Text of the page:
HC Deb 09 May 1856 vol 142 cc293-309

Order for Committee read.

House in Committee.

Clause 6 (On establishment of an efficient Police, one-fourth of the charge for pay and clothing to be paid by the Treasury.)

SIR WILLIAM JOLLIFFE moved to leave out so much of Clause 6 as made the payment by the Treasury of a portion of the charge for the police, in counties and boroughs, dependent upon the certificate of the Secretary of State. He did not think it necessary that the Secretary of State should step in to say that the rate had not been properly applied, and that proper persons had not been appointed, and that, therefore, the ratepayers should be deprived of one-fourth of the expenses, which one-fourth was, under ordinary circumstances, to be paid out of the Consolidated Fund. He believed that his Amendment would not make the Bill less efficient, while it would deprive the Secretary of State of such arbitrary power.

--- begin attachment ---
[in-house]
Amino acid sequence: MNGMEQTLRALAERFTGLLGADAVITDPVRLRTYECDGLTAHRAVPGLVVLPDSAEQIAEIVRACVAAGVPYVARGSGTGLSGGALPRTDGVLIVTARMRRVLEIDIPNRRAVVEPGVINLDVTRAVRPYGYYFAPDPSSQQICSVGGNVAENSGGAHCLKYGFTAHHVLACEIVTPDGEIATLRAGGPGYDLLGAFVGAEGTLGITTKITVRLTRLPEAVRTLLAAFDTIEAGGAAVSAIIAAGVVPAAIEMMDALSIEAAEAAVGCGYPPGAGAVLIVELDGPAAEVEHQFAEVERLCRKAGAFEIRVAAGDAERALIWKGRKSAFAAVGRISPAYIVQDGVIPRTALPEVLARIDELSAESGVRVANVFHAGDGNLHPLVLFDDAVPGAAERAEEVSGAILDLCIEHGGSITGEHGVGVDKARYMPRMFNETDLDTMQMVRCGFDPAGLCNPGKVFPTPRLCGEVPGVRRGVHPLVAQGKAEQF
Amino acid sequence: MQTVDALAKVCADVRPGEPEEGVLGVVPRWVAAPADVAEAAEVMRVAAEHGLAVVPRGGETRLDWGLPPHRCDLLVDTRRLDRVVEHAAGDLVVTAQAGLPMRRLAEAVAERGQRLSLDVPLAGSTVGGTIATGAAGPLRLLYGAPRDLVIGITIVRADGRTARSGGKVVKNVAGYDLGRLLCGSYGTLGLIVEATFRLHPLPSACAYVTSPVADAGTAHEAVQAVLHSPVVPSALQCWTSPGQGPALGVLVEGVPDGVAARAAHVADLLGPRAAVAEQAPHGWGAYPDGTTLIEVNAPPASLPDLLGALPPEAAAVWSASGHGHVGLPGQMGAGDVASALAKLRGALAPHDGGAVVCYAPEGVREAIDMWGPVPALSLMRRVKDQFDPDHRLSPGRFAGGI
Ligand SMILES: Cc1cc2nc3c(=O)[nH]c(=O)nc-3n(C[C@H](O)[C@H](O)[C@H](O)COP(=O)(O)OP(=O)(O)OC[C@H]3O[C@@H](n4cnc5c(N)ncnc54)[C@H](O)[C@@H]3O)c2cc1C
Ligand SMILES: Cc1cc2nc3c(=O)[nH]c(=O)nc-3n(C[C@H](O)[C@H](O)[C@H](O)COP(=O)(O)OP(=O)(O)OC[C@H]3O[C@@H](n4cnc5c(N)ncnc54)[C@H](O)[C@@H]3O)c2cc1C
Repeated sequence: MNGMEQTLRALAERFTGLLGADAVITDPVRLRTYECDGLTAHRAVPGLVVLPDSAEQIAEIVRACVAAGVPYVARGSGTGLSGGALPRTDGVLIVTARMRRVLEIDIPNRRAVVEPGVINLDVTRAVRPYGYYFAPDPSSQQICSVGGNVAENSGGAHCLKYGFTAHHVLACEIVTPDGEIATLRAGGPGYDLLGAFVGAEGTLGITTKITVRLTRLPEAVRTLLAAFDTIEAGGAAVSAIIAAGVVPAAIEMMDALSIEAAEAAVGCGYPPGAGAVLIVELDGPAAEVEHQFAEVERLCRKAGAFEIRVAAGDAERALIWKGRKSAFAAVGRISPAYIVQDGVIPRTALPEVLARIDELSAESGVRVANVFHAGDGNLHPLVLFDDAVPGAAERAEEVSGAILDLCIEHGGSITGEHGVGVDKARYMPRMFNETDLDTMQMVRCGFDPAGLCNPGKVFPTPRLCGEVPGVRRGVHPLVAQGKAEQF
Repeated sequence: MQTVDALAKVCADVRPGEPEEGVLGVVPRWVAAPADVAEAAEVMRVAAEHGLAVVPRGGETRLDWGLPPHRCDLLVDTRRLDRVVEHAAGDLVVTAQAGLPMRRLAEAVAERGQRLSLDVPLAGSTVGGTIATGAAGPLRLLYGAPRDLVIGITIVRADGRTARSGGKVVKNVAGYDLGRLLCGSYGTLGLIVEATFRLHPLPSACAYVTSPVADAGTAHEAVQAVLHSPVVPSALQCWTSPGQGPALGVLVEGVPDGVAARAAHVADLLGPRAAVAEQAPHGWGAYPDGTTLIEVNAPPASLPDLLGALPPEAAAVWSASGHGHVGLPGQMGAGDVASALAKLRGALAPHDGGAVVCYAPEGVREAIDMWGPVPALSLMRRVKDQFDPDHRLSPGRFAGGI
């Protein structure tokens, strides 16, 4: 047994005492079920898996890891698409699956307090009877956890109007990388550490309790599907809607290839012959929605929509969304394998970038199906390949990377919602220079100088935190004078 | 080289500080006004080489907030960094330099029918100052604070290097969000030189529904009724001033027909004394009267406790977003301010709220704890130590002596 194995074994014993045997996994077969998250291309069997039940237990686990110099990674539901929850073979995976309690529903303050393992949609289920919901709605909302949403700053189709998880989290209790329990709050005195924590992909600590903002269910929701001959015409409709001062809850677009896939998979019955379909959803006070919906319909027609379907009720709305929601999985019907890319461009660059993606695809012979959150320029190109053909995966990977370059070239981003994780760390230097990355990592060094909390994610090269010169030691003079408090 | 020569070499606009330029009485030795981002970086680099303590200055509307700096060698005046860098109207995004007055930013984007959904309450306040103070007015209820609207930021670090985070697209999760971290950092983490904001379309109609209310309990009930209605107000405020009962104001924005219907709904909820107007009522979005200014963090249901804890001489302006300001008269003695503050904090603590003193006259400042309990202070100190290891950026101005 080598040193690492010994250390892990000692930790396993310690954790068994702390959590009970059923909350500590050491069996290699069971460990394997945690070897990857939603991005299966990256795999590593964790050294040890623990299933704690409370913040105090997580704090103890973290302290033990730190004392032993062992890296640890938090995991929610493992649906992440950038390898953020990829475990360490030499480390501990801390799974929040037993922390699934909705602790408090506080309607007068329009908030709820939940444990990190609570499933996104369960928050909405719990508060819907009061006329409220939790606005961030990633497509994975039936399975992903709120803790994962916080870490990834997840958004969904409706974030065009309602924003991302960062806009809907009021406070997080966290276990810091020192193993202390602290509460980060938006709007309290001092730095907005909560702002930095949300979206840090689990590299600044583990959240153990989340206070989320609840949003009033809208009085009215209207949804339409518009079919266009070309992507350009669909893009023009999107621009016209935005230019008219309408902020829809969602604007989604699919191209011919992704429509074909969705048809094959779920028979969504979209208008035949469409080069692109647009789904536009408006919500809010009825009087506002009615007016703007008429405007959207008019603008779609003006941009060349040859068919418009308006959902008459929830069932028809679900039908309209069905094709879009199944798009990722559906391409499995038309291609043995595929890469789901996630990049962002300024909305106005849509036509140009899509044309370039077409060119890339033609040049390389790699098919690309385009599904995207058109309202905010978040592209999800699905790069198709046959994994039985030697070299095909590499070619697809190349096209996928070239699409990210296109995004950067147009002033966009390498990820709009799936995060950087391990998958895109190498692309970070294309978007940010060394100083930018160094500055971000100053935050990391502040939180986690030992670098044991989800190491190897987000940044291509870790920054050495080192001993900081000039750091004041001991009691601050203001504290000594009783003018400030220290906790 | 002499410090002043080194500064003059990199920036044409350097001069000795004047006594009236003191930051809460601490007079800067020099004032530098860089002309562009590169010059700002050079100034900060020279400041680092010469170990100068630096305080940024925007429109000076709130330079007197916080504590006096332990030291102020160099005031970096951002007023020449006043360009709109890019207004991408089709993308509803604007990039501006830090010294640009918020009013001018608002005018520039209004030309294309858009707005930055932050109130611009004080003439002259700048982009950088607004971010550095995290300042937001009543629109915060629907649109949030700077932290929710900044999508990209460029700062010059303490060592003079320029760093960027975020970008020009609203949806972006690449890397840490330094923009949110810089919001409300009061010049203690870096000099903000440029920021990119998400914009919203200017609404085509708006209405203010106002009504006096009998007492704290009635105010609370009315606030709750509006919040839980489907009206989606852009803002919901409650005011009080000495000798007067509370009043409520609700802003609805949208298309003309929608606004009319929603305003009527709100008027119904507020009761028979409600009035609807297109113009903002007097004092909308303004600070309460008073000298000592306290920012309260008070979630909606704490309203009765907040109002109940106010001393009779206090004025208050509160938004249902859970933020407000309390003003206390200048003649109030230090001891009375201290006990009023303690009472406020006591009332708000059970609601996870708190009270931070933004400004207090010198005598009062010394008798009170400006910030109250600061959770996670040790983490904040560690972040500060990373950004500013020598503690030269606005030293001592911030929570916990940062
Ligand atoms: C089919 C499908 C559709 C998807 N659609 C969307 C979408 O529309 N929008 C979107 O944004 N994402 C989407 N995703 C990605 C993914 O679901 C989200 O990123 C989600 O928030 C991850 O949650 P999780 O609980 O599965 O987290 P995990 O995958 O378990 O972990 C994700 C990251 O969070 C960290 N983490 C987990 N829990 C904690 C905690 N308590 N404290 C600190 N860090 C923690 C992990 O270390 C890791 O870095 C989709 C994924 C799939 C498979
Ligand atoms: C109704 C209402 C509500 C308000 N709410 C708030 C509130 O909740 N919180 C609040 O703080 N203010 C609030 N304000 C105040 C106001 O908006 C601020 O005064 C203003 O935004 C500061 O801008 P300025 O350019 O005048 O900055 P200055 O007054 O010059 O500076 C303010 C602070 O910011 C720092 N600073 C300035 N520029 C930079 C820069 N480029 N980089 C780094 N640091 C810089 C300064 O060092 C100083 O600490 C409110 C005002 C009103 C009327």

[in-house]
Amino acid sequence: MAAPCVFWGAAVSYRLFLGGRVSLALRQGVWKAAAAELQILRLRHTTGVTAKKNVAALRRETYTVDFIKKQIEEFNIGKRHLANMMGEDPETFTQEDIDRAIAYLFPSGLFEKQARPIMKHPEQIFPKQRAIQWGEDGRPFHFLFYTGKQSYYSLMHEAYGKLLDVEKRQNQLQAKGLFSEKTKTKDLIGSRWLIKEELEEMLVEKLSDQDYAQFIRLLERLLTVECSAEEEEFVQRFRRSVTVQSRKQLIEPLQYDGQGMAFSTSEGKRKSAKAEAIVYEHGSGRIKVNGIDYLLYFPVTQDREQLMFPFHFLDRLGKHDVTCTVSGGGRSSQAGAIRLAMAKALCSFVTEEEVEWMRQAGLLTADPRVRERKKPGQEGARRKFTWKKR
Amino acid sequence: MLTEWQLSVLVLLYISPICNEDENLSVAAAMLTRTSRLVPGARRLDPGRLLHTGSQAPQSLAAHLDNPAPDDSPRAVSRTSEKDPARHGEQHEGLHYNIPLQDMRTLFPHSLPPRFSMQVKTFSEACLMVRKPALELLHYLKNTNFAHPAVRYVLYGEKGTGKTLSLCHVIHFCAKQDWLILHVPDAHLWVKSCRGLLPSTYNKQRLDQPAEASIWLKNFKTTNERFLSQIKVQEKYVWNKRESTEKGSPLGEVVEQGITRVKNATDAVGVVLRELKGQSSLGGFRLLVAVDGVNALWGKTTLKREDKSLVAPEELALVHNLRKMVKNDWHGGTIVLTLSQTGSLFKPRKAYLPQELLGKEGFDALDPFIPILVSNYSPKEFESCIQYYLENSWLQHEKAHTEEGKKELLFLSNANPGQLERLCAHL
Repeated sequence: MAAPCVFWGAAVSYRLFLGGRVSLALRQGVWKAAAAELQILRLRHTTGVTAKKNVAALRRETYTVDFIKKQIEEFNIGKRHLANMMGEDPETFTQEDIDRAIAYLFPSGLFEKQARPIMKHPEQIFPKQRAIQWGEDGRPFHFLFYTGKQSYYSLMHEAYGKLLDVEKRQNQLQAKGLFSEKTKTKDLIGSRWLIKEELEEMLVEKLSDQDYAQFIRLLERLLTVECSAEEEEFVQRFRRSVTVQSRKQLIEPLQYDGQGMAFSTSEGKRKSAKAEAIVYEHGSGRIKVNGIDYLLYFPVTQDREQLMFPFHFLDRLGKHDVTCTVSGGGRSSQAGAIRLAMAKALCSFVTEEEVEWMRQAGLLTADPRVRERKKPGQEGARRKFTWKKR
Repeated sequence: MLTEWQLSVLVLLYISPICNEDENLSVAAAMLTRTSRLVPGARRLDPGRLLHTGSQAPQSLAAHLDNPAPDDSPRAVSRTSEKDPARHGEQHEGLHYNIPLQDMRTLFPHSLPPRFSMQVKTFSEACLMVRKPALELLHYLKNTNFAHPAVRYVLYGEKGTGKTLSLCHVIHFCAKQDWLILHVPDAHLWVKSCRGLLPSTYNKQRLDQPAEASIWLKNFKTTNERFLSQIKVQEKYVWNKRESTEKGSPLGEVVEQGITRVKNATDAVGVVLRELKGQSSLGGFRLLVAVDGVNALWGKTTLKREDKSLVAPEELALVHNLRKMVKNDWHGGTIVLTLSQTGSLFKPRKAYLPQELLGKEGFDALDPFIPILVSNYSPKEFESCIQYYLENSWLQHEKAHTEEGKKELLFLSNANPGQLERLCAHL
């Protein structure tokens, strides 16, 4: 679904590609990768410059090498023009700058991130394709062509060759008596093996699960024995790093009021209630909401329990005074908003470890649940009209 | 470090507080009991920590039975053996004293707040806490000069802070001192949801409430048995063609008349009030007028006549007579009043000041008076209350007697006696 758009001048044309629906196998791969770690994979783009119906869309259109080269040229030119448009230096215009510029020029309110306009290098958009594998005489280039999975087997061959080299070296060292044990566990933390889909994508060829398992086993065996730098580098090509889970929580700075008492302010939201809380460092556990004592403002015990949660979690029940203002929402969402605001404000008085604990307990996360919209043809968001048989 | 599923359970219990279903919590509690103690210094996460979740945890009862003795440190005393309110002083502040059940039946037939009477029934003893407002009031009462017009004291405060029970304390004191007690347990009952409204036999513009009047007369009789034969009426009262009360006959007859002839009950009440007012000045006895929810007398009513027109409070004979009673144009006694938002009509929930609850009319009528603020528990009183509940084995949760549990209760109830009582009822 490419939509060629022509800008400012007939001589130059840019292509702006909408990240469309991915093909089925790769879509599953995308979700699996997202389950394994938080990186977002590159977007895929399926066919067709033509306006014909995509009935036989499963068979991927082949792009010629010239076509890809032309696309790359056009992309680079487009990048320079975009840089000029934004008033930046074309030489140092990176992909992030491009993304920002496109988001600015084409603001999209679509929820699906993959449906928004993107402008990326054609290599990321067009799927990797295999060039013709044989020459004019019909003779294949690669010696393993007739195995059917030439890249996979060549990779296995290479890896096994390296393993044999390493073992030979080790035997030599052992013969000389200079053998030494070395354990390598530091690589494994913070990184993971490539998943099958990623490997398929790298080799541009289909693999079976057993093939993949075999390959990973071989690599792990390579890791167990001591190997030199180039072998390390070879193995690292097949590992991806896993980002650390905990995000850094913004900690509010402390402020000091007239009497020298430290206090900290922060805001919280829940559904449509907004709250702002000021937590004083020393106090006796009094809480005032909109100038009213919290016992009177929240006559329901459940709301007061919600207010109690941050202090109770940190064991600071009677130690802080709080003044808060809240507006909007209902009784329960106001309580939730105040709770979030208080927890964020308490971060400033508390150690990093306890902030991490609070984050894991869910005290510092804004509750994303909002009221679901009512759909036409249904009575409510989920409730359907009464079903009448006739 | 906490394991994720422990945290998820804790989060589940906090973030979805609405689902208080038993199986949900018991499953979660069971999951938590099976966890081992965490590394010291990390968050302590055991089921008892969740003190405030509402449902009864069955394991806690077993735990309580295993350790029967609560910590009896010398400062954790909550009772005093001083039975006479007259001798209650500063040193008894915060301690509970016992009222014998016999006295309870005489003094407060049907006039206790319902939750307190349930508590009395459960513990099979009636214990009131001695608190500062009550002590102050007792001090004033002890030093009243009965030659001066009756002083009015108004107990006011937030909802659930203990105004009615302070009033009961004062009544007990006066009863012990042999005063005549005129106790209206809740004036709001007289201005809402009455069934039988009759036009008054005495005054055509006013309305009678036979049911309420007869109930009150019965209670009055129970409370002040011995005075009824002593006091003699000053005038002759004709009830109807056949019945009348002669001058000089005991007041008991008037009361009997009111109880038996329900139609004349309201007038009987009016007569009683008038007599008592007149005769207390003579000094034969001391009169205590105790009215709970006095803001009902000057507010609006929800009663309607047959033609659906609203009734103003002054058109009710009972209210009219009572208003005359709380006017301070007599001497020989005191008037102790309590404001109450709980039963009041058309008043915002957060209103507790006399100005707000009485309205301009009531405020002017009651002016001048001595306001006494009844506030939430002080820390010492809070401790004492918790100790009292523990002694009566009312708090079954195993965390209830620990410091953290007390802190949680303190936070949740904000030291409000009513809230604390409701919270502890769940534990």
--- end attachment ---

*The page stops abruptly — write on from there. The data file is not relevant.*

said, he should be extremely glad if the power given to the Secretary of State could be dispensed with; but the object of the Bill in proposing to grant money for the police was to carry out the efficiency of the police; but the effect of the Amendment would be to make it necessary for the Government to issue orders for grants of public money, whether the police were efficient or not. He could not take upon himself any such duty. He was ready, if any additional check could be imposed, to provide it as to the power of the inspectors. There had been a suggestion of the right hon. Member for Portsmouth (Sir F. Baring), that the Report should be transmitted from the inspectors to the Government, and by the Government to the proper authorities; but such suggestions could not be inserted in an Act of Parliament; it would be difficult to find words for them. He was, however, prepared to insert a clause to the effect, that when a certificate for expenses was refused a statement of the ground of such refusal should be laid before Parliament. This he thought would meet the difficulty.